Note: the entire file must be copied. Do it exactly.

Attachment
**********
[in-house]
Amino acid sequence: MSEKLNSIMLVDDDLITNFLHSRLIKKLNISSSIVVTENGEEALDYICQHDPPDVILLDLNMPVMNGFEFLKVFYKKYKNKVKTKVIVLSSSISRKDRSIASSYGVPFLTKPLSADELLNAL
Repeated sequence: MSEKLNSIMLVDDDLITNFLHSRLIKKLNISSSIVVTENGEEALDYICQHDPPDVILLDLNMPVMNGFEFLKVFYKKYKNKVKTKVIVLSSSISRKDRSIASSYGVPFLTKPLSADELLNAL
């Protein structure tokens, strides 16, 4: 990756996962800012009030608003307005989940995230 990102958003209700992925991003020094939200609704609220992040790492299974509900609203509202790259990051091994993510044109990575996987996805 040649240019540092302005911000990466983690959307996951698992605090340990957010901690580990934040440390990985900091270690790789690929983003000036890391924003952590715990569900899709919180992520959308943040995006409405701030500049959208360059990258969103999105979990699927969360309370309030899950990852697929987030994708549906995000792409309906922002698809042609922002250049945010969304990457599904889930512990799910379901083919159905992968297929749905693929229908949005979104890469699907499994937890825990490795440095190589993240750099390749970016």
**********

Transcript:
[in-house]
Amino acid sequence: MSEKLNSIMLVDDDLITNFLHSRLIKKLNISSSIVVTENGEEALDYICQHDPPDVILLDLNMPVMNGFEFLKVFYKKYKNKVKTKVIVLSSSISRKDRSIASSYGVPFLTKPLSADELLNAL
Repeated sequence: MSEKLNSIMLVDDDLITNFLHSRLIKKLNISSSIVVTENGEEALDYICQHDPPDVILLDLNMPVMNGFEFLKVFYKKYKNKVKTKVIVLSSSISRKDRSIASSYGVPFLTKPLSADELLNAL
């Protein structure tokens, strides 16, 4: 990756996962800012009030608003307005989940995230 990102958003209700992925991003020094939200609704609220992040790492299974509900609203509202790259990051091994993510044109990575996987996805 040649240019540092302005911000990466983690959307996951698992605090340990957010901690580990934040440390990985900091270690790789690929983003000036890391924003952590715990569900899709919180992520959308943040995006409405701030500049959208360059990258969103999105979990699927969360309370309030899950990852697929987030994708549906995000792409309906922002698809042609922002250049945010969304990457599904889930512990799910379901083919159905992968297929749905693929229908949005979104890469699907499994937890825990490795440095190589993240750099390749970016």